'the last great american dynasty' follows the story of Rebekah Harkness, a patron of the arts, and founder of the Rebekah Harkness Foundation.

In 2015, Swift bought a Rhode Island mansion once owned by Rebekah Harkness. The mansion is known as ‘Holiday House’.

Taylor draws subtle comparison between herself and Rebekah Harkness in the song. She likens her star-studded parties to the bevy of famous composers and dancers that once frequented Holiday house in Harkness' days. Also similar to Taylor Swift, Rebekah Harkness was often a target of harsh criticism from the tabloids, and people alike.

This song is reminiscent of The Lucky One from her album Red where Taylor sang of an unnamed Hollywood star who moved away from the limelight and from under the microscope of the media, into a life of solitude.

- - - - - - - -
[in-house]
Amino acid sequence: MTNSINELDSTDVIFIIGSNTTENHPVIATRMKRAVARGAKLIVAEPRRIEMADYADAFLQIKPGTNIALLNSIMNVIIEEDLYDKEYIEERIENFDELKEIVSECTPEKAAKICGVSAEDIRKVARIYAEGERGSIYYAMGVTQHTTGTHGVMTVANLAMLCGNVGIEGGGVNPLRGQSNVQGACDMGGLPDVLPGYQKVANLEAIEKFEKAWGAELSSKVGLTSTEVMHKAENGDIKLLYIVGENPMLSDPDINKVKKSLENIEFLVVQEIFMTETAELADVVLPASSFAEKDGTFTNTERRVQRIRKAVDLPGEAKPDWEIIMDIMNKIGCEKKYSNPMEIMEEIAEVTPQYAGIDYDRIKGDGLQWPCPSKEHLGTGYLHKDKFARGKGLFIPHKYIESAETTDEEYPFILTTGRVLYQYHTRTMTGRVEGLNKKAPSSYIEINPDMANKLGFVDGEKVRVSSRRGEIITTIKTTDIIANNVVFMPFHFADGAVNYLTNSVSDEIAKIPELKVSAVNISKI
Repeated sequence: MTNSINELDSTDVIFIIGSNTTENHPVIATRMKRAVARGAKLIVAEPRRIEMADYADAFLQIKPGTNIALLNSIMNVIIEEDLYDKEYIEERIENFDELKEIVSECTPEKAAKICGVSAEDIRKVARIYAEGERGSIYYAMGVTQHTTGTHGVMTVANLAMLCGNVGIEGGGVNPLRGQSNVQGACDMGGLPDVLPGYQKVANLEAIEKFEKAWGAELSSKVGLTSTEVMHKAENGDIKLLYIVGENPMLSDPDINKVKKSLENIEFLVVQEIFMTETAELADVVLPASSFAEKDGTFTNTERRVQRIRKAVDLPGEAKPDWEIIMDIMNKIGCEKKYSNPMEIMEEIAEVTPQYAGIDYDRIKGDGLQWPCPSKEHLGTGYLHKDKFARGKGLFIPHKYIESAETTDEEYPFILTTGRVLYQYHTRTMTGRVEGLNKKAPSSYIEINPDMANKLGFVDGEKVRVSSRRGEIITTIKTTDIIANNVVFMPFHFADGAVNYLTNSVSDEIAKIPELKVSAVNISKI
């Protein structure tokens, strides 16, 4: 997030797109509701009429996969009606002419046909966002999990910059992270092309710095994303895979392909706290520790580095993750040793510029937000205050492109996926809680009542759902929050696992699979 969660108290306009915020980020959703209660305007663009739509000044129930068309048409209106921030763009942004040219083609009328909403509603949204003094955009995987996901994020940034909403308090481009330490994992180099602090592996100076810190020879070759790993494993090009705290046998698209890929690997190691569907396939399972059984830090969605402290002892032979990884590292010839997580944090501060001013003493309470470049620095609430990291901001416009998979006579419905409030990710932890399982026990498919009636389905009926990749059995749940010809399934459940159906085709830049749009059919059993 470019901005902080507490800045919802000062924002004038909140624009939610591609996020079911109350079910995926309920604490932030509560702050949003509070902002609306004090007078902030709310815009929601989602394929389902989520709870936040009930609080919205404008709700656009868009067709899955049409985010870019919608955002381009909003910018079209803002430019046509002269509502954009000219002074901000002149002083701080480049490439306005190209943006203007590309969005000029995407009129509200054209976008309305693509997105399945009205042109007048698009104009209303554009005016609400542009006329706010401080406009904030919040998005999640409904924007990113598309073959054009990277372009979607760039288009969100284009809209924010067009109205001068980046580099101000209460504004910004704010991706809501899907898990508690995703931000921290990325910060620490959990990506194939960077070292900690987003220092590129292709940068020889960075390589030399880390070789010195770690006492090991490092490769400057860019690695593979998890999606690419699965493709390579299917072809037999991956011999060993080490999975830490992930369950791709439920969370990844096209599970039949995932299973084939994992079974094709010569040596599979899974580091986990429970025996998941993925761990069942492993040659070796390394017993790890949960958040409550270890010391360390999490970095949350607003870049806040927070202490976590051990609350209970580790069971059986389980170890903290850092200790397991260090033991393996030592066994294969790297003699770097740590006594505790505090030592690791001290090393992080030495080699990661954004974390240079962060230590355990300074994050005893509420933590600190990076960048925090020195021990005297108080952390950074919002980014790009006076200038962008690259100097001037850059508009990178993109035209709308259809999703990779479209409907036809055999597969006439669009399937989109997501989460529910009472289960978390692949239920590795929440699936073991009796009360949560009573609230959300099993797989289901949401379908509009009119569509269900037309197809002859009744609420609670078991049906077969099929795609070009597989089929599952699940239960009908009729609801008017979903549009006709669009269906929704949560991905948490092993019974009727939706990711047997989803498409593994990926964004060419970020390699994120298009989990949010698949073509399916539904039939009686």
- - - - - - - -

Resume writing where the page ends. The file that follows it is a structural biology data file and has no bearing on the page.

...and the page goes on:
The style of the song follows Taylor’s familiar contemporary pop sound. She spends most of the song singing in a low octave, transitioning to a higher octave only towards the end of the song. The song has elements of folk music in it too, matching the overall theme of the album.

Rebekah rode up on the afternoon train, it was sunny
Her saltbox house on the coast took her mind off St. Louis

‘Saltbox house’ refers to a specific style of traditional New England architecture. The simple design has one story in the front, two stories in the back, and a sloping roof. Some people theorize that the sloped design helped homeowners avoid higher taxation rates that were imposed on houses greater than one story, which would fit the narrative of Rebekah as someone very cognizant of her money.

Bill was the heir to the Standard Oil name and money
And the town said, “How did a middle-class divorcée do it?”
The wedding was charming, if a little gauche
There’s only so far new money goes

In October of 1947, Rebekah Harkness (née Rebekah Semple West Pierce) married William (Bill) Hale Harkness, the son of William L. Harkness who inherited a large share of Standard Oil. Before her marriage to Bill, Rebekah was married to Dickson W. Pierce, a descendant of the 14th President of the United States: Franklin Pierce.